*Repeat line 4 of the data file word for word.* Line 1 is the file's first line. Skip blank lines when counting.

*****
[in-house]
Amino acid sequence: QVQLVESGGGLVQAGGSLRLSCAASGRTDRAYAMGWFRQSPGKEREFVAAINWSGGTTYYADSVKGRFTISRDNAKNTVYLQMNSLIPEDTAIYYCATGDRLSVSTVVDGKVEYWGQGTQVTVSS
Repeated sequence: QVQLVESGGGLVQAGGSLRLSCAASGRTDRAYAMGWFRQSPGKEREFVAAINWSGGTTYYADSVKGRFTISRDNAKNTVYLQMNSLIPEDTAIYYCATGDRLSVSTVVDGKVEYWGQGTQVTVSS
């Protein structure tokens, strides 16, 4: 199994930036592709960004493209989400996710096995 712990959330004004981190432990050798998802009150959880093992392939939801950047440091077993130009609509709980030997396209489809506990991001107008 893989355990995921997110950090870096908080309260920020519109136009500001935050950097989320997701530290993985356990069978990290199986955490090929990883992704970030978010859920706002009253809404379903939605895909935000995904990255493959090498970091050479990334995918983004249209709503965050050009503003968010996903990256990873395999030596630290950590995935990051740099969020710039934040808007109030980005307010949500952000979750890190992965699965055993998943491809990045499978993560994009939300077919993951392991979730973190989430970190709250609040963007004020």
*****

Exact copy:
């Protein structure tokens, strides 16, 4: 199994930036592709960004493209989400996710096995 712990959330004004981190432990050798998802009150959880093992392939939801950047440091077993130009609509709980030997396209489809506990991001107008 893989355990995921997110950090870096908080309260920020519109136009500001935050950097989320997701530290993985356990069978990290199986955490090929990883992704970030978010859920706002009253809404379903939605895909935000995904990255493959090498970091050479990334995918983004249209709503965050050009503003968010996903990256990873395999030596630290950590995935990051740099969020710039934040808007109030980005307010949500952000979750890190992965699965055993998943491809990045499978993560994009939300077919993951392991979730973190989430970190709250609040963007004020």